I camembert it! Help me mac it cheddar.
January 10, 2007 5:44 AM   Subscribe

Mac and Cheese, please. I'm looking for a macaroni and cheese recipe that's above all, creamy.

My homemade mac and cheese, while tasty, usually comes out sort of paste-like or not-cheesy-enough. What is your fool-proof cheesifying recipe for creamy goodness?

Baked Mac and Cheese recipes are ok, as long as the sauce stays creamy and delicious.
posted by FreezBoy to Food & Drink (29 answers total) 62 users marked this as a favorite
 
Cook's Illustrated's Creamy Baked Four-Cheese Pasta is excellent, and very, very creamy. You will have to get a free 14-day trial membership to the site to get the recipe, alas, or buy their Cover & Bake cookbook, which is where I found the recipe.
posted by cerebus19 at 5:56 AM on January 10, 2007


It might help if we knew what recipe you use know. Mornay style? Fondue style? Custard style? Knowing what's wrong is a good place to start.
posted by Devidicus at 6:05 AM on January 10, 2007


This thread might give you some ideas.

In my own experience, baked tends to be creamier providing that what goes into the oven is intentionally more liquidy than what you hope to take out once it's done. This will prevent it drying out.
posted by teem at 6:13 AM on January 10, 2007


I cheat a bit with my recipe, but it's easy and yummy.

I take a jar of Bertellini Alfredo sauce and add about a cup of milk. Then I stir in about two cups each of shredded Mozz and shredded cheddar. I nuke that until the cheese is melted, then add cooked Mezza Rigatoni. Bake for about 35 minutes.

The cookbook Macaroni & Cheese has some great ideas for all sorts of fancy and simple recipes, but I couldn't get past some trouble with the bechamel sauce. That's why my husband's the chef, not me.
posted by saffry at 6:33 AM on January 10, 2007


I highly recommend the Mac and Cheese recipe from The Patti LaBelle Cookbook. It is the richest, creamiest (and butteriest) mac and cheese I've ever had, and I consider myself a mac and cheese connoisseur. Stay tuned and I'll post the recipe when I get home.

Lots of other good down home cooking in there as well.
posted by Roger Dodger at 6:52 AM on January 10, 2007


Velveeta.
posted by Afroblanco at 7:13 AM on January 10, 2007


Devidicus - I've tried 10-12 different recipes so far - with roux, without roux; baked, not baked; one cheese, two cheese, more cheese. All were ok (it's mac and cheese, even at its worst it's pretty good), but nothing approaching the best mac and cheese ever. I'm hoping someone here will have some recipes or secret tips (like using alfredo sauce as a base!) to share.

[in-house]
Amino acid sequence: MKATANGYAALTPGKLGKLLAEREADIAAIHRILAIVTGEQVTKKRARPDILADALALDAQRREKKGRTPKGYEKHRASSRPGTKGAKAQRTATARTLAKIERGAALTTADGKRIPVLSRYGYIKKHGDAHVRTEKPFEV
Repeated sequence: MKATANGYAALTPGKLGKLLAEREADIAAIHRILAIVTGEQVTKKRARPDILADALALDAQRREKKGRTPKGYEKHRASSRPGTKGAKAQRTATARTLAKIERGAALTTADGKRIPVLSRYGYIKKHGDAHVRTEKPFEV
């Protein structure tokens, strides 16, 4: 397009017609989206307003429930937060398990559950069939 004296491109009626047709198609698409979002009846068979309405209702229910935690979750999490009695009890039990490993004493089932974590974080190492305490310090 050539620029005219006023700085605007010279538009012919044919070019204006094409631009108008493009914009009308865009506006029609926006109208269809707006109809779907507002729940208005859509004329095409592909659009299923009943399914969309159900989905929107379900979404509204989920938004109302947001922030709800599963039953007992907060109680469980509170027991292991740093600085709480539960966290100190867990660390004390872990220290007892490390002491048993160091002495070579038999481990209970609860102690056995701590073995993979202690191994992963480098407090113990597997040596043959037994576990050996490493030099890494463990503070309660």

Everything looks good so far, keep em coming and thanks!
posted by FreezBoy at 7:16 AM on January 10, 2007


Here's the recipe I use:

Ingredients:
1.5 cups milk
2 tablespoons butter
2 tablespoons flour
1 lb. macaroni
1 lb. grated cheese (cheddar, colby, jack, etc.)
salt, pepper, and a little nutmeg
1/4 cup breadcrumbs

First, preheat the oven to 450 and lightly butter a 3 quart baking dish. I use an enameled oval cast iron baking dish with a lid, but use whatever you want. I've found that the deeper the dish, the better the mac and cheese.

Cook the pasta for 5 minutes in rapidly boiling water and set it aside to drain.

Preheat the milk to slightly warmer than room temperature. You're going to need this in 5 minutes.

Make a roux by melting the butter in a saucepan and then whisking in the flour a little at a time. Make sure that when you stir in some flour it's dissolved before you stir in the next bit. Let the roux cook for 2 - 4 minutes.

Take the saucepan off the heat and stir in the warmed milk a little at a time, whisking the whole time. You're making a thick bechamel here, btw. Once the milk is completely stirred in return the pan to the heat and bring to a boil, stirring the whole time. You don't want the sauce to burn, here. You can stir in the salt, pepper, and nutmeg at this point. Make sure you don't use two much nutmeg, by the way.

Once it's boiling turn the heat down really really low and cook, stirring occasionally, for 4 minutes.

Put the pasta in the baking dish, pour the sauce over top of it, and gently fold in the cheese. The mac and cheese should be the same consistency the whole way through, at this point.